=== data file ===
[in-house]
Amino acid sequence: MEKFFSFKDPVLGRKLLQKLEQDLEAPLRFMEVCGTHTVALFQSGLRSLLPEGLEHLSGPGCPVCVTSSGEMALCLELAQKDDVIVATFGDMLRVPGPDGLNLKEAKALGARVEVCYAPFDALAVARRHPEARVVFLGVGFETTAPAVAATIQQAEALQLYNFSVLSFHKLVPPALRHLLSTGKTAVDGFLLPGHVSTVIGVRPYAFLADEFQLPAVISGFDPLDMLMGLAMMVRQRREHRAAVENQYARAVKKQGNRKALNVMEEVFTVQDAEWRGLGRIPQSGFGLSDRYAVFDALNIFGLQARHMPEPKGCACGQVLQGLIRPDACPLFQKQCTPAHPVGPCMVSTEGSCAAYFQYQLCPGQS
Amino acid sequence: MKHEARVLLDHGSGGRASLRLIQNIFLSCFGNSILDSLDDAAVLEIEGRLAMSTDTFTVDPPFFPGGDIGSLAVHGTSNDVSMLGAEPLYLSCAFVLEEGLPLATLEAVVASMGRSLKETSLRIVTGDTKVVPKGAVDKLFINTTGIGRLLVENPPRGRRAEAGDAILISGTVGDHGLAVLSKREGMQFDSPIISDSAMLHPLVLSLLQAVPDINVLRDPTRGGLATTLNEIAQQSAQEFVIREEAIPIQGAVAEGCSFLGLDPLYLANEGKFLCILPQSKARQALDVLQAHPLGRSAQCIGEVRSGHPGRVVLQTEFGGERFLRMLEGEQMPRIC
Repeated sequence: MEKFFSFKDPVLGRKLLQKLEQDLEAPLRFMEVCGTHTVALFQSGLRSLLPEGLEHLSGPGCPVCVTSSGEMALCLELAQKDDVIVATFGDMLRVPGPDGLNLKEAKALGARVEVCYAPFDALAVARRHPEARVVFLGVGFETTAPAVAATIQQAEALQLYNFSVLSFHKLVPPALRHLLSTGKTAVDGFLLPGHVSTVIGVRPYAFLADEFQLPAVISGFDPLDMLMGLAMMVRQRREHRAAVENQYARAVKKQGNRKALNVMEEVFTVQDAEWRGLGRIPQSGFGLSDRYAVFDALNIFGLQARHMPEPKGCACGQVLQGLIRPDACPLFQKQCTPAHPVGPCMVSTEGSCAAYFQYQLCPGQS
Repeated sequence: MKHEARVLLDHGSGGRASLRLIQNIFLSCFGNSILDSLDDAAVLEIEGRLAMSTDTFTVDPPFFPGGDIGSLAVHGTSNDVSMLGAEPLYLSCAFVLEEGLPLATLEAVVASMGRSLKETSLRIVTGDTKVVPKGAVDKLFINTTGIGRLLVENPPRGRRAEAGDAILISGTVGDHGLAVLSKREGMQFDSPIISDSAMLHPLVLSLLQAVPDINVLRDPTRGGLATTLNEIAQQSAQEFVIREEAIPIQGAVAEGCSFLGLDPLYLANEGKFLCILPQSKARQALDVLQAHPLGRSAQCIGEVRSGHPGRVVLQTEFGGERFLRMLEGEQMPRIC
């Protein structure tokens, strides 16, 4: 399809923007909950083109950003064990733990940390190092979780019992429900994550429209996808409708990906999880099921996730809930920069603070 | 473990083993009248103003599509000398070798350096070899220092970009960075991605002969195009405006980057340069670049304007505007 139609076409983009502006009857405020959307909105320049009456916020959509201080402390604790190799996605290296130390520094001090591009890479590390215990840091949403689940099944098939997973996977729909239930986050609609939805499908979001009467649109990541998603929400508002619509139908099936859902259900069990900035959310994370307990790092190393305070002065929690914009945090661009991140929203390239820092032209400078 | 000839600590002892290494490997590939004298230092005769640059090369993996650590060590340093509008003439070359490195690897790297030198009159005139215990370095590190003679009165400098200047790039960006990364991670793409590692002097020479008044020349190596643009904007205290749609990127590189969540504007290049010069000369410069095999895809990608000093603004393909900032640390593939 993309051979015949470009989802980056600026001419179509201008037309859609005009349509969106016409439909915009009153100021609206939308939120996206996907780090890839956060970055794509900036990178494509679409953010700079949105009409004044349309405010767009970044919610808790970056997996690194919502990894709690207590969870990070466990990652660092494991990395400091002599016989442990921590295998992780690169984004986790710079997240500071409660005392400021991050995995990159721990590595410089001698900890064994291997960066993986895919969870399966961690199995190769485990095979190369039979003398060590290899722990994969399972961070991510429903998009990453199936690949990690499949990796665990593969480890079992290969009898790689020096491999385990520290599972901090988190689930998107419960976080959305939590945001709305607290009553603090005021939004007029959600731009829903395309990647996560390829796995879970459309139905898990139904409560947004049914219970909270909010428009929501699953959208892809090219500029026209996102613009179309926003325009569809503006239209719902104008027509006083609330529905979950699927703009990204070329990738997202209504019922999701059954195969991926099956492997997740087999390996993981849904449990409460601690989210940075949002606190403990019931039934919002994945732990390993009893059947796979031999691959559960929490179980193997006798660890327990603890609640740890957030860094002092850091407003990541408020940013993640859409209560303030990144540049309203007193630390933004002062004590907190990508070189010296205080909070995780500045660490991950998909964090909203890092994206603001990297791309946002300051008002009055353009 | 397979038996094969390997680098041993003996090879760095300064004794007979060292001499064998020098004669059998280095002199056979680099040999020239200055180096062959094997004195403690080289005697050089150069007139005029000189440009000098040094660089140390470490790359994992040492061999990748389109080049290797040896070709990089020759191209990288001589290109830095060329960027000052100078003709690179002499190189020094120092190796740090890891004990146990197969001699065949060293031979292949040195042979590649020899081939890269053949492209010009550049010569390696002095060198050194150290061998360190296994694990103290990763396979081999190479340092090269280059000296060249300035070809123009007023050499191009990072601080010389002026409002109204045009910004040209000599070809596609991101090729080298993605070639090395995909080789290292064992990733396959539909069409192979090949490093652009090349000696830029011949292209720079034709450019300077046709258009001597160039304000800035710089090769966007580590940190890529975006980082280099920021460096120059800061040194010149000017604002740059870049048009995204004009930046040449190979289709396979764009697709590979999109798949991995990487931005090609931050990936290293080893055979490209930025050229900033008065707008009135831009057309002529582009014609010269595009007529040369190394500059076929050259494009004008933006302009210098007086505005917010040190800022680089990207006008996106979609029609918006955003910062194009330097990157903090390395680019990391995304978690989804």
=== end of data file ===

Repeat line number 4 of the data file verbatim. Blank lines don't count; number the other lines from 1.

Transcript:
Repeated sequence: MEKFFSFKDPVLGRKLLQKLEQDLEAPLRFMEVCGTHTVALFQSGLRSLLPEGLEHLSGPGCPVCVTSSGEMALCLELAQKDDVIVATFGDMLRVPGPDGLNLKEAKALGARVEVCYAPFDALAVARRHPEARVVFLGVGFETTAPAVAATIQQAEALQLYNFSVLSFHKLVPPALRHLLSTGKTAVDGFLLPGHVSTVIGVRPYAFLADEFQLPAVISGFDPLDMLMGLAMMVRQRREHRAAVENQYARAVKKQGNRKALNVMEEVFTVQDAEWRGLGRIPQSGFGLSDRYAVFDALNIFGLQARHMPEPKGCACGQVLQGLIRPDACPLFQKQCTPAHPVGPCMVSTEGSCAAYFQYQLCPGQS